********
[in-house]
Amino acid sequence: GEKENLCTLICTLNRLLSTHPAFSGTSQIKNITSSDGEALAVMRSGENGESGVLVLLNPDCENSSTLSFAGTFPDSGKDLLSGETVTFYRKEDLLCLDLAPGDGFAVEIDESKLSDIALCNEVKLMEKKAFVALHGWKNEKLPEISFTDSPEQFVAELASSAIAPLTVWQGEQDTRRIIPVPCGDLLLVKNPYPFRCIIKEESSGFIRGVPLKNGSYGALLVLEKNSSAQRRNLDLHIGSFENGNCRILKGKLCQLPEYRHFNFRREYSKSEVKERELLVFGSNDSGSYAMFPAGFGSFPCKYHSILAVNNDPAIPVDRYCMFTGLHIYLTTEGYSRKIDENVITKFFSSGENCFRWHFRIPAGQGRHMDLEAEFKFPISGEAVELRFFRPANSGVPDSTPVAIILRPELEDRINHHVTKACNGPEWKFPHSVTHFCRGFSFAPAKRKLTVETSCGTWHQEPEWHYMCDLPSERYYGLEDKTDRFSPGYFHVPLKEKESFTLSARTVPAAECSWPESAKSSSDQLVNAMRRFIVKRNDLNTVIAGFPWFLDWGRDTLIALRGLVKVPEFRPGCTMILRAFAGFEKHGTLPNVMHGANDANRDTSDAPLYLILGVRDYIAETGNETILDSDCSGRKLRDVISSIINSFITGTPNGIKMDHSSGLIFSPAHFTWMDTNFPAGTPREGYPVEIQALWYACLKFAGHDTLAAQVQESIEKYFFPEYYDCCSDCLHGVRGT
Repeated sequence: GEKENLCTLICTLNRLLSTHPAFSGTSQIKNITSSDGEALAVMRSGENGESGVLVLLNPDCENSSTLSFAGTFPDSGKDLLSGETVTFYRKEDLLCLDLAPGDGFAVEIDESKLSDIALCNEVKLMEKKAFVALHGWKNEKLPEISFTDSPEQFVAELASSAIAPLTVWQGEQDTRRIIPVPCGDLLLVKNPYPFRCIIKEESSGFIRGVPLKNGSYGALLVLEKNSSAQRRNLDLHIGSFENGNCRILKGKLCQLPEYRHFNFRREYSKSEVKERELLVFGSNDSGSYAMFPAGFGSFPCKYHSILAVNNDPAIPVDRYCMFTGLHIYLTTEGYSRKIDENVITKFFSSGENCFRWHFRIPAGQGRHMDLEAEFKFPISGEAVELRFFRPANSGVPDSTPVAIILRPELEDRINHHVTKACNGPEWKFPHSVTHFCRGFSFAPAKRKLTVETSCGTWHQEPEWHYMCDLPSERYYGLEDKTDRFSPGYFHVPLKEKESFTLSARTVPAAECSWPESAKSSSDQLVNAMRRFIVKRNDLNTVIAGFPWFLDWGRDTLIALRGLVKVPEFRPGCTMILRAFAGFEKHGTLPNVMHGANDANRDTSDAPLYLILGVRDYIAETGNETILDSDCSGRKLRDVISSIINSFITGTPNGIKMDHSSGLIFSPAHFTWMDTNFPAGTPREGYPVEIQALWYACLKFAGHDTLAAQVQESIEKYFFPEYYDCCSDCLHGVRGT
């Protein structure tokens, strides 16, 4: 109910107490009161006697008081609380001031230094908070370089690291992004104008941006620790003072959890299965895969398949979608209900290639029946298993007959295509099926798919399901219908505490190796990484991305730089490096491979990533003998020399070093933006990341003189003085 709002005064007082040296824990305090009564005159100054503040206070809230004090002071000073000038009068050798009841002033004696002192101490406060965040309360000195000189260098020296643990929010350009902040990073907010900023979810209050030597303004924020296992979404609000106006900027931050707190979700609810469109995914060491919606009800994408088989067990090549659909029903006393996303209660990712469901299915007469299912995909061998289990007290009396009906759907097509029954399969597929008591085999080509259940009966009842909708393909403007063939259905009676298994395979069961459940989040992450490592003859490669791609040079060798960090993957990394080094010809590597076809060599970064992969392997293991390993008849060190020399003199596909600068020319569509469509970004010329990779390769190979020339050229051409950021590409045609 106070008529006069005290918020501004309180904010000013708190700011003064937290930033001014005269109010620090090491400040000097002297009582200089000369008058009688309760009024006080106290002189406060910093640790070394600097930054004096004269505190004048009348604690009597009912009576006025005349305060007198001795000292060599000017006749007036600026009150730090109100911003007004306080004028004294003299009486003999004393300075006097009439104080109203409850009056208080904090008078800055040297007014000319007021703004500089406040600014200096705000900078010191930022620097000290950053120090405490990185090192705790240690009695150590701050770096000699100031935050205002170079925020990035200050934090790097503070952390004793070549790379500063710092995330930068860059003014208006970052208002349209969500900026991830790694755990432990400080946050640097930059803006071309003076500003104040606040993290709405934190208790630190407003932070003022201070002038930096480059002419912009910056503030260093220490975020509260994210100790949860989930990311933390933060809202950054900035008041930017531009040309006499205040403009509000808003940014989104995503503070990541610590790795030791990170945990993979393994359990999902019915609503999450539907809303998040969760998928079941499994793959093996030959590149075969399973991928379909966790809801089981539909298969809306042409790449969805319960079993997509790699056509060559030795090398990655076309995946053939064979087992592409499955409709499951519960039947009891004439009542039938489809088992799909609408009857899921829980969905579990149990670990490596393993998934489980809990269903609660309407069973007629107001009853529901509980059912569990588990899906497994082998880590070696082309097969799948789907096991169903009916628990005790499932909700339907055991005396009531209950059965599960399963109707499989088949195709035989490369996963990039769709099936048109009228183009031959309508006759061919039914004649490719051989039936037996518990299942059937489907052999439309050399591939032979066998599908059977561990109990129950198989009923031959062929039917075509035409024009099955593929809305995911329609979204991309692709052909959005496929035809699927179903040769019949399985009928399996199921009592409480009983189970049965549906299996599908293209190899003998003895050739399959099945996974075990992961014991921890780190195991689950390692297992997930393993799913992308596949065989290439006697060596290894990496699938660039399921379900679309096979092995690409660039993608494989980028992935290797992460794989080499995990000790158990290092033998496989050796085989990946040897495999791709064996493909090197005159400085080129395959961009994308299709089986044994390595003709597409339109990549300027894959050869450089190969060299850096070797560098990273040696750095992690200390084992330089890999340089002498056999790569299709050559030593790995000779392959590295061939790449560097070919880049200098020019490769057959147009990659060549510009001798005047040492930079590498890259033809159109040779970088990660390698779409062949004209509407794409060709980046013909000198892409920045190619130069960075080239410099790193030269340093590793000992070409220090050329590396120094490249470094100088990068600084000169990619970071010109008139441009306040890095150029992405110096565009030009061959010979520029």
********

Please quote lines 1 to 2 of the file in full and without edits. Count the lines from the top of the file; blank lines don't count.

[in-house]
Amino acid sequence: GEKENLCTLICTLNRLLSTHPAFSGTSQIKNITSSDGEALAVMRSGENGESGVLVLLNPDCENSSTLSFAGTFPDSGKDLLSGETVTFYRKEDLLCLDLAPGDGFAVEIDESKLSDIALCNEVKLMEKKAFVALHGWKNEKLPEISFTDSPEQFVAELASSAIAPLTVWQGEQDTRRIIPVPCGDLLLVKNPYPFRCIIKEESSGFIRGVPLKNGSYGALLVLEKNSSAQRRNLDLHIGSFENGNCRILKGKLCQLPEYRHFNFRREYSKSEVKERELLVFGSNDSGSYAMFPAGFGSFPCKYHSILAVNNDPAIPVDRYCMFTGLHIYLTTEGYSRKIDENVITKFFSSGENCFRWHFRIPAGQGRHMDLEAEFKFPISGEAVELRFFRPANSGVPDSTPVAIILRPELEDRINHHVTKACNGPEWKFPHSVTHFCRGFSFAPAKRKLTVETSCGTWHQEPEWHYMCDLPSERYYGLEDKTDRFSPGYFHVPLKEKESFTLSARTVPAAECSWPESAKSSSDQLVNAMRRFIVKRNDLNTVIAGFPWFLDWGRDTLIALRGLVKVPEFRPGCTMILRAFAGFEKHGTLPNVMHGANDANRDTSDAPLYLILGVRDYIAETGNETILDSDCSGRKLRDVISSIINSFITGTPNGIKMDHSSGLIFSPAHFTWMDTNFPAGTPREGYPVEIQALWYACLKFAGHDTLAAQVQESIEKYFFPEYYDCCSDCLHGVRGT